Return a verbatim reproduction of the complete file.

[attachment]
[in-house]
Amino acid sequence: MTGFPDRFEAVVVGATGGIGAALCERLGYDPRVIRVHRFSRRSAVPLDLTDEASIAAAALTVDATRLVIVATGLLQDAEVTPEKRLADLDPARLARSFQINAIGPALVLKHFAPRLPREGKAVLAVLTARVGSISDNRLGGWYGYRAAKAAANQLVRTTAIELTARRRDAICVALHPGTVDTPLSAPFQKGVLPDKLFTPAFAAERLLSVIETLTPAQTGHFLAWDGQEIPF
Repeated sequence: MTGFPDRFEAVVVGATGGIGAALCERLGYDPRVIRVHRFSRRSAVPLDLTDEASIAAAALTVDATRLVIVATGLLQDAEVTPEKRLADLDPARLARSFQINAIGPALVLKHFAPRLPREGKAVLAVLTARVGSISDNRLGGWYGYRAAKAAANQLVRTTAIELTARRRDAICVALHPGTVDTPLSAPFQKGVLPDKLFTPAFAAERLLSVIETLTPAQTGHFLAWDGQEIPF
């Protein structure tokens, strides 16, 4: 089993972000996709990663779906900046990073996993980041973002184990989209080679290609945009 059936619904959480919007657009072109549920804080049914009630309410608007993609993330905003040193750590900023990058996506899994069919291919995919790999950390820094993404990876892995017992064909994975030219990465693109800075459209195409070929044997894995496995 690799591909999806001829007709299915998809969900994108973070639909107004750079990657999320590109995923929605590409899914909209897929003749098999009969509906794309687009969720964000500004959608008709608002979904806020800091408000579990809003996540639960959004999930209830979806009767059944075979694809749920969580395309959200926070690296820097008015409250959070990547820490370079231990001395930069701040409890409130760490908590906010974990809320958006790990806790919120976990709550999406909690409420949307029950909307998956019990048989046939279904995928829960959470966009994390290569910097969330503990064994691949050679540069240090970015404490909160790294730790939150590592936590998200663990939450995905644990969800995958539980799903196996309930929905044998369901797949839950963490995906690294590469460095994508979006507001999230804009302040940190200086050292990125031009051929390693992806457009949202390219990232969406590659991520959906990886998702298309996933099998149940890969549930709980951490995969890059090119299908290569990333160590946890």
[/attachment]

[in-house]
Amino acid sequence: MTGFPDRFEAVVVGATGGIGAALCERLGYDPRVIRVHRFSRRSAVPLDLTDEASIAAAALTVDATRLVIVATGLLQDAEVTPEKRLADLDPARLARSFQINAIGPALVLKHFAPRLPREGKAVLAVLTARVGSISDNRLGGWYGYRAAKAAANQLVRTTAIELTARRRDAICVALHPGTVDTPLSAPFQKGVLPDKLFTPAFAAERLLSVIETLTPAQTGHFLAWDGQEIPF
Repeated sequence: MTGFPDRFEAVVVGATGGIGAALCERLGYDPRVIRVHRFSRRSAVPLDLTDEASIAAAALTVDATRLVIVATGLLQDAEVTPEKRLADLDPARLARSFQINAIGPALVLKHFAPRLPREGKAVLAVLTARVGSISDNRLGGWYGYRAAKAAANQLVRTTAIELTARRRDAICVALHPGTVDTPLSAPFQKGVLPDKLFTPAFAAERLLSVIETLTPAQTGHFLAWDGQEIPF
């Protein structure tokens, strides 16, 4: 089993972000996709990663779906900046990073996993980041973002184990989209080679290609945009 059936619904959480919007657009072109549920804080049914009630309410608007993609993330905003040193750590900023990058996506899994069919291919995919790999950390820094993404990876892995017992064909994975030219990465693109800075459209195409070929044997894995496995 690799591909999806001829007709299915998809969900994108973070639909107004750079990657999320590109995923929605590409899914909209897929003749098999009969509906794309687009969720964000500004959608008709608002979904806020800091408000579990809003996540639960959004999930209830979806009767059944075979694809749920969580395309959200926070690296820097008015409250959070990547820490370079231990001395930069701040409890409130760490908590906010974990809320958006790990806790919120976990709550999406909690409420949307029950909307998956019990048989046939279904995928829960959470966009994390290569910097969330503990064994691949050679540069240090970015404490909160790294730790939150590592936590998200663990939450995905644990969800995958539980799903196996309930929905044998369901797949839950963490995906690294590469460095994508979006507001999230804009302040940190200086050292990125031009051929390693992806457009949202390219990232969406590659991520959906990886998702298309996933099998149940890969549930709980951490995969890059090119299908290569990333160590946890």